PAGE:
The primary goal of this research is to develop a therapeutic approach to multiple sclerosis (MS) and other demyelinating conditions that uses naturally occurring autoantibodies directed against human oligodendrocytes to enhance remyelination. Promoting remyelination has the potential to protect vulnerable axons, increase axon conduction velocity, and improve neurologic deficits. Several polyreactive mouse IgM monoclonaI antibodies (mAbs) have been identified that recognize oligodendrocyte surface antigens and promote remyelination in mouse models of MS. More recently, utilizing an antigen4ridependent screening strategy, human mAbs have been identified, that bind to both rodent and human oligodendrocytes, and promote central nervous system (CNS) remyelination in mice. These results suggest that CNS antigen-specific antibodies that can enhance CNS repair are part of the normal immunoglobulin repertoire. Increasing the serum concentration of these CNS-reactive mAbs may help protect the CNS from pathogenic immune injury and promote myelin repair. Treatment with human remyelination- promoting mAbs may therefore be an effective and easily implemented therapy for human demyelinating conditions. The goal of this project is to develop a vector system for the high level expression of human IgM antibodies in transfected cells in culture and to use this system to produce human remyelination promoting antibodies for studies with the mouse models of demyelinating disease. The development of this system would represent a small scale model for the production of antibody for clinical trials in humans. Anti-idiotype antibodies will also be generated for use in the quantification and characterization of the remyelination promoting antibodies during production and as tools to monitor the antibodies during therapy.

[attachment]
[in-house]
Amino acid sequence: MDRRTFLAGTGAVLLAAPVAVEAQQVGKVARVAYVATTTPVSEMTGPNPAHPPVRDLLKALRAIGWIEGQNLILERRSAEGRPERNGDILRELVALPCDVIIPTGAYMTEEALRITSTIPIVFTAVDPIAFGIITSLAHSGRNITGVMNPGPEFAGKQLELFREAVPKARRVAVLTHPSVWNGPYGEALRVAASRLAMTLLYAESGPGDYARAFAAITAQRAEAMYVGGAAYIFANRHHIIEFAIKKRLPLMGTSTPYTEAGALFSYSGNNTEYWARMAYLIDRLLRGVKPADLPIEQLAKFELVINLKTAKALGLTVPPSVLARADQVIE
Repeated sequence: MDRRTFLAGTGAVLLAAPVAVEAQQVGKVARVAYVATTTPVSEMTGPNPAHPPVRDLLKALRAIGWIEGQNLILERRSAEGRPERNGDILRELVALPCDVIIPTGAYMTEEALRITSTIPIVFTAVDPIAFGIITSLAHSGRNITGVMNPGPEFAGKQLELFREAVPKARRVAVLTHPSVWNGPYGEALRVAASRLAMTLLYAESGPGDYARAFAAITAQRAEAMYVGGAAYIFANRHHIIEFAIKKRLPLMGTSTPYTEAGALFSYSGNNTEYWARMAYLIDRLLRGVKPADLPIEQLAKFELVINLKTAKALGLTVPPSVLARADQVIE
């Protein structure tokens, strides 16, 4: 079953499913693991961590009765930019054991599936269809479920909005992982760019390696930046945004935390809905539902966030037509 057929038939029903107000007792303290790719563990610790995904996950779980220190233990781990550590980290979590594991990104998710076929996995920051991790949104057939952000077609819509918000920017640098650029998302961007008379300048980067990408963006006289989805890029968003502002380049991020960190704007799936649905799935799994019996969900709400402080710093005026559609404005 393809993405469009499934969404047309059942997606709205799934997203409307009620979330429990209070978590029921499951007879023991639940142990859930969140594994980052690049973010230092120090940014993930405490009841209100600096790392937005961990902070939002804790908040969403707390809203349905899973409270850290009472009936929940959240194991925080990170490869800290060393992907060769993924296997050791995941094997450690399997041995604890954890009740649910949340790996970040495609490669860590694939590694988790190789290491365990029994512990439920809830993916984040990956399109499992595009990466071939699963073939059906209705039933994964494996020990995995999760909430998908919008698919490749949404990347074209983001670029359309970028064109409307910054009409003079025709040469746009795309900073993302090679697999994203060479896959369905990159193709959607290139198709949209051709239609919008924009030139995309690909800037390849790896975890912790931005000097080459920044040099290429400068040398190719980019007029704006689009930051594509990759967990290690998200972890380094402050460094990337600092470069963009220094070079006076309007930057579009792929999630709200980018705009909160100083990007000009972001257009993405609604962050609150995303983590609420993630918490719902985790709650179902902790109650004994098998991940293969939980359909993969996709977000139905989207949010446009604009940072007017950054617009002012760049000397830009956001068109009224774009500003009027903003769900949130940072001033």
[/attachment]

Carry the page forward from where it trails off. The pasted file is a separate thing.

The monoclonal antibodies (Mabs) to be developed in this grant have potential important applications as promoters of remyelination in the central nervous system Demyelinating conditions such as multiple sclerosis affect over half a million Americans and represent over $14 billion in annual costs to society in the U.S. alone. Currently available therapies for MS may slow progression of disease but do not repair existing demyelination of the CNS.